Large-Eddy Simulation of the Convective Atmospheric Boundary Layer

P. J. Mason Meteorological Office, Bracknell, England

Search for other papers by P. J. Mason in
Current site
Google Scholar
PubMed
Close
Restricted access

Abstract

Large-eddy simulations of a free convective atmospheric boundary layer with an overlying capping inversion are considered. Attention is given to the dependence of the results upon the various factors influencing the simulation: the subgrid model, the domain size, and the mesh resolution. By providing artificial constraints upon the convection the results also provide extra insight into the underlying dynamics.

The gross features of the boundary layer, such as the overall energy budget, are not sensitive to the details of the simulations but a number of important factors are revealed. It has been found that near the surface the subgrid diffusivity must be larger than is usually supposed, in order for the vertical velocity skewness to have the correct sign. This region of the flow has a significant subgrid-scale heat flux and it seems that the subgrid model requires improvement in such cases. A revised model which under statically unstable conditions allows the mixing-length of the subgrid-scale turbulence to depend on the flow stability is found to give improved results. The domain size and mesh spacings have a significant influence upon the results and need a setting which allows resolution of the main, freely occurring scales of motion. The entrainment at the capping inversion is remarkable in its insensitivity to all factors. Finally, the higher resolution simulations provide a detailed view of the flow structure of the convective boundary layer. Downdrafts cover a large fraction of the surface area, and near the surface the flow converges into smaller areas comprising long narrow regions of updrafts. The plumes which penetrate through the depth of the boundary layer to the inversion mainly occur over the inter-sections of these long narrow regions of updrafts.

Abstract

Large-eddy simulations of a free convective atmospheric boundary layer with an overlying capping inversion are considered. Attention is given to the dependence of the results upon the various factors influencing the simulation: the subgrid model, the domain size, and the mesh resolution. By providing artificial constraints upon the convection the results also provide extra insight into the underlying dynamics.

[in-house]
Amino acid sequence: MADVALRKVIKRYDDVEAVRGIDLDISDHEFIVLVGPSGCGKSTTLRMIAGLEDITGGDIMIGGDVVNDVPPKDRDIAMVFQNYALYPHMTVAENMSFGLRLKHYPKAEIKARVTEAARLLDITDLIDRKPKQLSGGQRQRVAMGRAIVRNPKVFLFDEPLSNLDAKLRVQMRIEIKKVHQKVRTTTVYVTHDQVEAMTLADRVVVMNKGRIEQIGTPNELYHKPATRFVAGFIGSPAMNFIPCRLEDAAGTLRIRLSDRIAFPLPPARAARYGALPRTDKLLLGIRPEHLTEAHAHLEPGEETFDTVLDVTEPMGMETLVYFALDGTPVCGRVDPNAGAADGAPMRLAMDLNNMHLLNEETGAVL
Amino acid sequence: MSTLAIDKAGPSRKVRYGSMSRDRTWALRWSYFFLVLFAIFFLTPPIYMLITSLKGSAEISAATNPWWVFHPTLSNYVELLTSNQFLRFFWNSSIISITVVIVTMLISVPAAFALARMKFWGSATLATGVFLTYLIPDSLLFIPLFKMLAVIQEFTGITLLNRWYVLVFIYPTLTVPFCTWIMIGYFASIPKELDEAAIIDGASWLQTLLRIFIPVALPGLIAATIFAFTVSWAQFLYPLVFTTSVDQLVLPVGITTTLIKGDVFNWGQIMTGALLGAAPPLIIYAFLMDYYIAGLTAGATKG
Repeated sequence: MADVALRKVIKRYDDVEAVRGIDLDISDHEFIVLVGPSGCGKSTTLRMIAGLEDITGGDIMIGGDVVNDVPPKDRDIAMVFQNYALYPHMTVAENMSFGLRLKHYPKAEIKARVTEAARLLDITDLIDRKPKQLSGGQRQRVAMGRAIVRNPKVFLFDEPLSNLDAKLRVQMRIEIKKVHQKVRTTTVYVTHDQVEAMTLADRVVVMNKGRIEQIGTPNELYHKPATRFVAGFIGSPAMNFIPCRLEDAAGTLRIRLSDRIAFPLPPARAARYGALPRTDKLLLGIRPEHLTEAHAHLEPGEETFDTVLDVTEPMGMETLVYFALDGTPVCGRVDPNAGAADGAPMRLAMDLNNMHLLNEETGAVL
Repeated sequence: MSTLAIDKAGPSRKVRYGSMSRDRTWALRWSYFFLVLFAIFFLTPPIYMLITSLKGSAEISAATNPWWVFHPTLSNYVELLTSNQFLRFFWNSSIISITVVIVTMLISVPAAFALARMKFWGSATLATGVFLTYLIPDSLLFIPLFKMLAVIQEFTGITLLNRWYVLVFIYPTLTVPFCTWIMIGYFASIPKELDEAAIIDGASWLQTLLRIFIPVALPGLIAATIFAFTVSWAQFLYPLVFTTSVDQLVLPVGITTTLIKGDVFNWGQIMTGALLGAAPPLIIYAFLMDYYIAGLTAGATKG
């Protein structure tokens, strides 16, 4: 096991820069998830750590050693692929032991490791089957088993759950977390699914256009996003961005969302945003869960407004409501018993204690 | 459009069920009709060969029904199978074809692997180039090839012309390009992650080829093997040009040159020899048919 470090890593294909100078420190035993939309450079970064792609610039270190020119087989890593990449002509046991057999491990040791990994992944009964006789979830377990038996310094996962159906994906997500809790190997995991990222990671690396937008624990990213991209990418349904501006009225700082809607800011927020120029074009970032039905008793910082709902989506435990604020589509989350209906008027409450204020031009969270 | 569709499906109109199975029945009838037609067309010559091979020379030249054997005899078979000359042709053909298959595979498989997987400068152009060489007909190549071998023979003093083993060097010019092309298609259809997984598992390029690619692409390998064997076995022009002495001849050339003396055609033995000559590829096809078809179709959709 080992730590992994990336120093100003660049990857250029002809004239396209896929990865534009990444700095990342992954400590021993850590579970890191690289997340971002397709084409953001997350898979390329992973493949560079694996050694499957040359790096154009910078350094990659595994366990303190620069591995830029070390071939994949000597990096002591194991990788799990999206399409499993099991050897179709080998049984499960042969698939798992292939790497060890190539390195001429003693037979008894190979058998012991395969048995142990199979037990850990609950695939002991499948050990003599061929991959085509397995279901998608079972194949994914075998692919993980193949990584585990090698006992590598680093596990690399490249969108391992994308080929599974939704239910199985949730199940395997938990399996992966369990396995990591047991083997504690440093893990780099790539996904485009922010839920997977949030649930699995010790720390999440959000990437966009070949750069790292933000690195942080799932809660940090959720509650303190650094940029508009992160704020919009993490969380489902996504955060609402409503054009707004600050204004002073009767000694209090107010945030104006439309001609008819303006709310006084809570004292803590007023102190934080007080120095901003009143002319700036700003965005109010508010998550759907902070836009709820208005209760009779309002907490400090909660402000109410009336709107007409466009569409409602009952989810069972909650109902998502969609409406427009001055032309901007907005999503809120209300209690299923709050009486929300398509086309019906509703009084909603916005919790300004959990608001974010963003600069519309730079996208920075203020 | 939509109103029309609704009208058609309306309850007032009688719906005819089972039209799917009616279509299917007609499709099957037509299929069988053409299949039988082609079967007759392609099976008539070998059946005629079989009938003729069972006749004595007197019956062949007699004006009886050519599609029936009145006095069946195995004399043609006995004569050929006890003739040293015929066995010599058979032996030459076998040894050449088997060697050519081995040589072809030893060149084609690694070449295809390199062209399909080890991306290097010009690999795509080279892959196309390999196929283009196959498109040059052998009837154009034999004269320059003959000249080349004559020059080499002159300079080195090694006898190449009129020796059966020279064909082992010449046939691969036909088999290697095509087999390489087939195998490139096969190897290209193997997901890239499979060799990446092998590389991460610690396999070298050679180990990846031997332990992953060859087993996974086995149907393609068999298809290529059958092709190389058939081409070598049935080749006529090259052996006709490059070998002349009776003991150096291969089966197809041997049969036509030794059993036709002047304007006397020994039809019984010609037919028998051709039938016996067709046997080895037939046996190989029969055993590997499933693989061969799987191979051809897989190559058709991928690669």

The gross features of the boundary layer, such as the overall energy budget, are not sensitive to the details of the simulations but a number of important factors are revealed. It has been found that near the surface the subgrid diffusivity must be larger than is usually supposed, in order for the vertical velocity skewness to have the correct sign. This region of the flow has a significant subgrid-scale heat flux and it seems that the subgrid model requires improvement in such cases. A revised model which under statically unstable conditions allows the mixing-length of the subgrid-scale turbulence to depend on the flow stability is found to give improved results. The domain size and mesh spacings have a significant influence upon the results and need a setting which allows resolution of the main, freely occurring scales of motion. The entrainment at the capping inversion is remarkable in its insensitivity to all factors. Finally, the higher resolution simulations provide a detailed view of the flow structure of the convective boundary layer. Downdrafts cover a large fraction of the surface area, and near the surface the flow converges into smaller areas comprising long narrow regions of updrafts. The plumes which penetrate through the depth of the boundary layer to the inversion mainly occur over the inter-sections of these long narrow regions of updrafts.

Save